To the Cloud... and beyond (part 1)
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To the Cloud, and beyond…
These days everyone is talking and writing about the cloud as though it is a ubiquitous and globally accepted norm. Yet when I ask people to describe The Cloud the responses I get are very diverse, and quite often I just get blank expressions of confusion. In most cases people recall the common slogans, such as Microsoft’s “To the Cloud…” campaign from Windows 7 commercials, or in other cases people simply refer to one of several common cloud services, such as Apple’s (NASDAQ: AAPL) iCloud or SalesForce.com (NYSE:CRM)
A growing number of analysts and media outlets often equate the Cloud to some transformational force that is sweeping across the universe sucking up all the bits and bytes from our computers and electronic devices, and lifting them to a heavenly existence in computing nirvana. Indeed, it is almost impossible today to gaze upon the front page of a technical magazine or financial news section without mention of the Cloud revolution. The stock market headlines are buzzing with the latest Cloud movements, whether some new Cloud startup is about to take the industry and the stock market by storm, or some industry stalwart is acquiring, enabling, enhancing or extending into, within or on top of the Cloud.
Cloud is no longer just the domain of IT professionals in enterprise data centers, it is becoming so widely used that in a few more years it may become as common as the everyday household utilities, such as electricity or phone service. Yet, it still confounds so many, even those who generally think of themselves as being technically savvy. Why? Because unfortunately the Cloud has become another one of those commonly used (abused?) terms that has no real meaning today, it could mean just about anything.
Thanks to some major advances, the Cloud is starting to mature, but it still has a long way to go. In the meantime there are some key emerging trends, which are altering the way most of us will use and interact with Cloud offerings in the coming years. The first key area of differentiation is accessibility. Although some prefer to classify accessibility as public versus private, in most cases accessibility comes down to paid versus free. Another key area of differentiation is specialization and the depth of services within a given area of focus.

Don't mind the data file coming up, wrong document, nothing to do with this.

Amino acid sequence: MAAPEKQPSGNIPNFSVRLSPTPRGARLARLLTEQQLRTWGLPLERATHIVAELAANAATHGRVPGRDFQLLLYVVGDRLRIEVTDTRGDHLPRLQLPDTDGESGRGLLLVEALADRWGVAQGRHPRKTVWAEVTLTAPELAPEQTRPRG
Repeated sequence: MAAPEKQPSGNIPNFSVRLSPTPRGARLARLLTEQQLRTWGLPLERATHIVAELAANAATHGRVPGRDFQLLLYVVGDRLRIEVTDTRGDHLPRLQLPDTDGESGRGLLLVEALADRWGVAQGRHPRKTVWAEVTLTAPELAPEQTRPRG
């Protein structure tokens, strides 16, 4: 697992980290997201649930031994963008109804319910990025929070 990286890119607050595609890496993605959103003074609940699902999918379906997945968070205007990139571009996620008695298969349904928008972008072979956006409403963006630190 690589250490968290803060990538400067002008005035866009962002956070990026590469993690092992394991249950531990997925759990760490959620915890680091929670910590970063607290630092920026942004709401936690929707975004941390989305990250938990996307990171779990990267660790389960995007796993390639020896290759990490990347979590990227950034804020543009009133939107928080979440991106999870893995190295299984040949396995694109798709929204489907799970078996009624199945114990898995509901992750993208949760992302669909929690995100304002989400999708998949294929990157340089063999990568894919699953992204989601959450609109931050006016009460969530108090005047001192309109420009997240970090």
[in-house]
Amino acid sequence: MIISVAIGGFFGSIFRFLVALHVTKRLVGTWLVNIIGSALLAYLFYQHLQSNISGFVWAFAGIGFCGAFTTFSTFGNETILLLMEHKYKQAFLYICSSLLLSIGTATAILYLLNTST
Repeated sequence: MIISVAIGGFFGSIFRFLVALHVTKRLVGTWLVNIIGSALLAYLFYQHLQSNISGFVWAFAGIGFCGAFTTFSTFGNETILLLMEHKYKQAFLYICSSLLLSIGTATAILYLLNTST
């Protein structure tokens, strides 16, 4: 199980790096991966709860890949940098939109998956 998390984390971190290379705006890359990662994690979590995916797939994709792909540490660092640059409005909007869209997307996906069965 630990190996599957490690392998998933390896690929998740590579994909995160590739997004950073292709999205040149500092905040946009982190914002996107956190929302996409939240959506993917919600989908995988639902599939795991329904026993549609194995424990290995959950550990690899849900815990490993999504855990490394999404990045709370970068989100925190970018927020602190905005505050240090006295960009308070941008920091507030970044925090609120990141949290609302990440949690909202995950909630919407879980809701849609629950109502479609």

Public or free clouds, in the true sense, are not really viable because nobody likes giving anything away for free. All Cloud companies need to monetize their Cloud in some way, and so most free cloud offerings are just loss-leaders to paid subscription services, either to get more storage and/or richer features. Some use advertising revenue to pay for limited free storage/services, but most offer a subscription option to either make the advertisements go away, or to unlock more capabilities and/or storage.
Private clouds generally fall into two key groups; personal and enterprise. Personal, paid-for cloud services and large-scale enterprise class third-party cloud services are really what most analysts and media sources are referring to when they use the term Cloud. But private clouds are much more than that. There are a growing number of private clouds, which are often overlooked or perhaps just downplayed by the Cloud mavens. For simplicity, I will break the private Cloud segment down into five major categories;
- Personal subscription cloud services
- Personal private storage clouds
- Private enterprise clouds
- Enterprise platform clouds
- Enterprise service clouds